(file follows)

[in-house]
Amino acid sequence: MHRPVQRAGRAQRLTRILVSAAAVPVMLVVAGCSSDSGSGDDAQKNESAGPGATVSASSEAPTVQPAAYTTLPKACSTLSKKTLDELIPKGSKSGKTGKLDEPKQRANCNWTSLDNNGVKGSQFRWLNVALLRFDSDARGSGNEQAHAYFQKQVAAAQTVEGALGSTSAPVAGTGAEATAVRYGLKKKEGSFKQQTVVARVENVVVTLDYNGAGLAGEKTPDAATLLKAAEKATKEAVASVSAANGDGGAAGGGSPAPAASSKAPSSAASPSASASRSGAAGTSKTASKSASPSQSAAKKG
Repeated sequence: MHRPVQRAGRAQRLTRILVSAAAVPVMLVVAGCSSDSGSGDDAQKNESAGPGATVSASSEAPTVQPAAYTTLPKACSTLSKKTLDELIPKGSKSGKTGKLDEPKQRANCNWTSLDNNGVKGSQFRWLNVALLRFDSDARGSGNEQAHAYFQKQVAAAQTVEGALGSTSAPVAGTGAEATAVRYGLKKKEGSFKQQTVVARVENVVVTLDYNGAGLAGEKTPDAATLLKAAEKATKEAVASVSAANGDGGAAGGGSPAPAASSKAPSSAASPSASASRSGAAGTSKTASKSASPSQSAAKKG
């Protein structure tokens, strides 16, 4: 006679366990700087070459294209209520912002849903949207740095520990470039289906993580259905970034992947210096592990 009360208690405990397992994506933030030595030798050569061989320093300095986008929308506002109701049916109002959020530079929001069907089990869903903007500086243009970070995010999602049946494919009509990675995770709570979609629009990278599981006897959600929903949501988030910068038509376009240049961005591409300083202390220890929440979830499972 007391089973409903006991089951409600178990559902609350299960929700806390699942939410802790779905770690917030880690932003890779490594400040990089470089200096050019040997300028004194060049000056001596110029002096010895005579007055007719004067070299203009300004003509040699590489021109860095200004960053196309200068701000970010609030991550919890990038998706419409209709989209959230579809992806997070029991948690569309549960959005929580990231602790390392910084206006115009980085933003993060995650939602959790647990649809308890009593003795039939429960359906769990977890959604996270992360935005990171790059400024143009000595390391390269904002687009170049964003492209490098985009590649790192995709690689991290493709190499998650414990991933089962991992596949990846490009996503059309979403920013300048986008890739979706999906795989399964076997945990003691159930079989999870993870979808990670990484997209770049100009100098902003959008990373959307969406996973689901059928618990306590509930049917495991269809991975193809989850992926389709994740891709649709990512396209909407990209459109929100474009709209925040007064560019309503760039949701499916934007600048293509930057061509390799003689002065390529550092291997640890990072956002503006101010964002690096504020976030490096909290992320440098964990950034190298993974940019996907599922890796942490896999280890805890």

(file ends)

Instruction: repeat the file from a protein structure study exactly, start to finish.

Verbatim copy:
[in-house]
Amino acid sequence: MHRPVQRAGRAQRLTRILVSAAAVPVMLVVAGCSSDSGSGDDAQKNESAGPGATVSASSEAPTVQPAAYTTLPKACSTLSKKTLDELIPKGSKSGKTGKLDEPKQRANCNWTSLDNNGVKGSQFRWLNVALLRFDSDARGSGNEQAHAYFQKQVAAAQTVEGALGSTSAPVAGTGAEATAVRYGLKKKEGSFKQQTVVARVENVVVTLDYNGAGLAGEKTPDAATLLKAAEKATKEAVASVSAANGDGGAAGGGSPAPAASSKAPSSAASPSASASRSGAAGTSKTASKSASPSQSAAKKG
Repeated sequence: MHRPVQRAGRAQRLTRILVSAAAVPVMLVVAGCSSDSGSGDDAQKNESAGPGATVSASSEAPTVQPAAYTTLPKACSTLSKKTLDELIPKGSKSGKTGKLDEPKQRANCNWTSLDNNGVKGSQFRWLNVALLRFDSDARGSGNEQAHAYFQKQVAAAQTVEGALGSTSAPVAGTGAEATAVRYGLKKKEGSFKQQTVVARVENVVVTLDYNGAGLAGEKTPDAATLLKAAEKATKEAVASVSAANGDGGAAGGGSPAPAASSKAPSSAASPSASASRSGAAGTSKTASKSASPSQSAAKKG
């Protein structure tokens, strides 16, 4: 006679366990700087070459294209209520912002849903949207740095520990470039289906993580259905970034992947210096592990 009360208690405990397992994506933030030595030798050569061989320093300095986008929308506002109701049916109002959020530079929001069907089990869903903007500086243009970070995010999602049946494919009509990675995770709570979609629009990278599981006897959600929903949501988030910068038509376009240049961005591409300083202390220890929440979830499972 007391089973409903006991089951409600178990559902609350299960929700806390699942939410802790779905770690917030880690932003890779490594400040990089470089200096050019040997300028004194060049000056001596110029002096010895005579007055007719004067070299203009300004003509040699590489021109860095200004960053196309200068701000970010609030991550919890990038998706419409209709989209959230579809992806997070029991948690569309549960959005929580990231602790390392910084206006115009980085933003993060995650939602959790647990649809308890009593003795039939429960359906769990977890959604996270992360935005990171790059400024143009000595390391390269904002687009170049964003492209490098985009590649790192995709690689991290493709190499998650414990991933089962991992596949990846490009996503059309979403920013300048986008890739979706999906795989399964076997945990003691159930079989999870993870979808990670990484997209770049100009100098902003959008990373959307969406996973689901059928618990306590509930049917495991269809991975193809989850992926389709994740891709649709990512396209909407990209459109929100474009709209925040007064560019309503760039949701499916934007600048293509930057061509390799003689002065390529550092291997640890990072956002503006101010964002690096504020976030490096909290992320440098964990950034190298993974940019996907599922890796942490896999280890805890």